She is a young girl in Kenya, sent by her mother to fetch water from a small stream. But she is dallying.
The frogs fascinate her, and those wiggly little black things, the tadpoles, and those strings of things that look like beads but break when she tries to pick them up because they are really tadpole eggs.
She is on her knees, amid the tall stalks of the arrowroot plants. She is crawling along, seeking the water's source, and she finds the place where the water comes "bubbling out, very, very gently . . . out of the belly of the earth." It is a momentous discovery, in her little girl's mind, and she will remember it always.
She stands up amid the tall arrowroot and sees, all around her, the silvery dance of water atop the broad, green leaves. There is green everywhere in Nyeri, her home region, lush with trees and shrubs. The image imprints itself in her consciousness: the earth as if should be.
But the stream dried up. Silt choked the rivers. Land grew barren. Forests fell to the tyranny of the colonial-era plantation system. And the little girl, Wangari Maathai, would grow up to lament this assault on nature and set out to do something about it.
She studied and traveled the world. She mastered the biological sciences, launched an environmental movement that planted 30 million trees. She protested for human rights, suffered beatings and jailings, was called a madwoman for her activism, but then rode into government on Kenya's wave of democracy. And earlier this month, she became the first African woman to receive the Nobel Peace Prize. Her name now stands with the likes of Nelson Mandela.
But she has never forgotten the magic of that gurgling little stream. From that memory, her passion flowed.
Purpose in Planting
In New York last week, on her first trip to the United States as Nobel laureate, Maathai, 64, gave radio interviews (Air America, National Public Radio, Pacifica, XM Satellite), TV interviews (CNN, MSNBC, BET), plus a teleconference and a speech, attended receptions and dinners, all accompanied by an ever-present documentary crew chronicling her life, her work.
Watching her, listening to her, it never seemed that her passion wavered. In her husky voice and the lyrical cadence of her East African accent, the U.S.-trained biologist spoke at length, to anyone who asked, about why it is important to stop deforestation and desertification, about why environmentalism is part of good governance and peace. She talked about the tree as magic.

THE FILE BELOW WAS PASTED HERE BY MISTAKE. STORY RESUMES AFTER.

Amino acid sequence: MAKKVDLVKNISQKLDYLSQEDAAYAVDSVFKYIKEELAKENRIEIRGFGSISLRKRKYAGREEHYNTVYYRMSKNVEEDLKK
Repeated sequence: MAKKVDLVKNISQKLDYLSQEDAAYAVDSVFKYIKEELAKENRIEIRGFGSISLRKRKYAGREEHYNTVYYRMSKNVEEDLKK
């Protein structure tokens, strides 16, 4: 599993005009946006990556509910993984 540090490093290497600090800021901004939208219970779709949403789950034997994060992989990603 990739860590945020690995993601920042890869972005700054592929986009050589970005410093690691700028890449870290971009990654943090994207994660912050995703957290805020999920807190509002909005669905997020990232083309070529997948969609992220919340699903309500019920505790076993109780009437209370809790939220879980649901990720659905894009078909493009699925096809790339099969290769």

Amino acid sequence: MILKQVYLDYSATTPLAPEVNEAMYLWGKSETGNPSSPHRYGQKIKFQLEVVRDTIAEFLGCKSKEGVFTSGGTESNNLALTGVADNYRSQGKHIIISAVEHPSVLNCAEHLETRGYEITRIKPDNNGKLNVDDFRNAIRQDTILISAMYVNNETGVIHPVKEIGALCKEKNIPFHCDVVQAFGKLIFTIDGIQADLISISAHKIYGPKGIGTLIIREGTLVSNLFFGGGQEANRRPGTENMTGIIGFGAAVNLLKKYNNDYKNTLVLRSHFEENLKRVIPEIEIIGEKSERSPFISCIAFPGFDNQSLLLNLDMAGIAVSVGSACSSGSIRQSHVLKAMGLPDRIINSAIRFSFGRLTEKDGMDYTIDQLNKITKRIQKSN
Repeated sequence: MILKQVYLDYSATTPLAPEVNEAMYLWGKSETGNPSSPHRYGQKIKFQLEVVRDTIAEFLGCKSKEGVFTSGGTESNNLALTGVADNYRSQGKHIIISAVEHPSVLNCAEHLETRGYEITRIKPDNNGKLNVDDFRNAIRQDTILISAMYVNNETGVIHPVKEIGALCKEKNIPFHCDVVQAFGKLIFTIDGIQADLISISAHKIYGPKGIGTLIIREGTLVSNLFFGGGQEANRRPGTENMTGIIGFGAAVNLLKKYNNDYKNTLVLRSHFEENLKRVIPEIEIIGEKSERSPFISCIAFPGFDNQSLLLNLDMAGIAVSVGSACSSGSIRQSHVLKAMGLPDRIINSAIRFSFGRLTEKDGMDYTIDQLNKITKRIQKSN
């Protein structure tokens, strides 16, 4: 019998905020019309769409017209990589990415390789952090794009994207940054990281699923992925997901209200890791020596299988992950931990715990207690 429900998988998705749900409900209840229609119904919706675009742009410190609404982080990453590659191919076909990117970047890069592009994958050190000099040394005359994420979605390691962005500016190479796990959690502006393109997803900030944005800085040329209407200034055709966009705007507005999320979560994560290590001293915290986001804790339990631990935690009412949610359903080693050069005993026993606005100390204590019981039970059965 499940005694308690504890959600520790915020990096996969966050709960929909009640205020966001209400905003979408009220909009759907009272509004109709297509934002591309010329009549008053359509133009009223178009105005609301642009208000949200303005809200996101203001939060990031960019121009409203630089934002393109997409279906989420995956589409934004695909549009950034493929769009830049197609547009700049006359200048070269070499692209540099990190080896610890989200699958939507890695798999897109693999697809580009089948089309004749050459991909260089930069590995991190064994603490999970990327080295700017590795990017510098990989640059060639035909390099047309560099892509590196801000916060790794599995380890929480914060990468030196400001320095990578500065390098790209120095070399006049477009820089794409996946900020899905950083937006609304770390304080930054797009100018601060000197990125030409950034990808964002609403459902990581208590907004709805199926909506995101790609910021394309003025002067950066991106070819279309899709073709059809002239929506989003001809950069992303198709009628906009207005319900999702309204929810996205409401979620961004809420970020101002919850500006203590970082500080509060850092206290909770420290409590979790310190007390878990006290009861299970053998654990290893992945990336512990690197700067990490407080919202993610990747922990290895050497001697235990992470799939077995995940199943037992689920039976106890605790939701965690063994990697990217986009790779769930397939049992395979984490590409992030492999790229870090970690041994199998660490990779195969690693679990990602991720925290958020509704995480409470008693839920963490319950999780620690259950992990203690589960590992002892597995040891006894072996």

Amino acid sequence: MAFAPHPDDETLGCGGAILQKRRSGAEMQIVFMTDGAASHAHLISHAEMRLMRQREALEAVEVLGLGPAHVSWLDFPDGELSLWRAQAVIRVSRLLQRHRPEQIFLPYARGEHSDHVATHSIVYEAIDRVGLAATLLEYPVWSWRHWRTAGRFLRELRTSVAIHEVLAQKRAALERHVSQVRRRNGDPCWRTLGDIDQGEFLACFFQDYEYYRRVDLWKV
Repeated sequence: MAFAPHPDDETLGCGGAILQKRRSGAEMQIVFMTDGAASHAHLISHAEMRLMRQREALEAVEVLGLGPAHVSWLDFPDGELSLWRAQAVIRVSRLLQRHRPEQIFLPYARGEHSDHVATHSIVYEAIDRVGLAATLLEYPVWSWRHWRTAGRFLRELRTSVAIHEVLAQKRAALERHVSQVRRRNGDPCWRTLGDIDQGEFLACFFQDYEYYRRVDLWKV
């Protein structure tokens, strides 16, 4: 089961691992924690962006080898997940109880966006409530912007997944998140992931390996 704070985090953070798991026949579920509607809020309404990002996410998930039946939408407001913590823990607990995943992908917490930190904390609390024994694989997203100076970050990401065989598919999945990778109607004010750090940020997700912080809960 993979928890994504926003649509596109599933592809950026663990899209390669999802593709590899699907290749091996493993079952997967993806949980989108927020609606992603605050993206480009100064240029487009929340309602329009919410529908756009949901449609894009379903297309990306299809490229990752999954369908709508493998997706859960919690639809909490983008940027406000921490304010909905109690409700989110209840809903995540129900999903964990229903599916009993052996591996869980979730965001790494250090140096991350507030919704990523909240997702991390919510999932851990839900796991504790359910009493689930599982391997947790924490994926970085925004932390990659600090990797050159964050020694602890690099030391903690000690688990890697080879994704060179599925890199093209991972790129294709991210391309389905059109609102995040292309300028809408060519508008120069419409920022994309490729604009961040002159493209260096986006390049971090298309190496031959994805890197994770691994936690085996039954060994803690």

Trees are the center of her work. For nearly 30 years, she has trained rural women in Kenya to plant them. Using seedlings from Kenyan foresters, some 10,000 women have grown them in areas where the land is bare because so many trees have been felled for fuel or building materials. Called the Green Belt Movement, her project has set a global standard for how to turn rural communities into caretakers of the environment, making Maathai a kind of guru on grass-roots empowerment.
Tree planting sounds so simple, yet its impact, Maathai says, is profound.
Returning indigenous trees -- acacia, cedars, baobab -- to the landscape of Kenya will preserve water resources, halt soil erosion and desertification, she says. Agricultural output will improve, and there will be more food, more fuel, more building material, which will help strengthen and stabilize impoverished communities. When there is peace, democracy and good governance can flourish.
The foot soldiers in this process are women. Relegated to a subservient status in traditional African society, women are empowered and educated through Maathai's work about better ways to grow food, care for their livestock, feed their families. They earn a wage for nurturing their tree seedlings.
"None of us is that useless that we cannot improve the environment in which we live," Maathai says.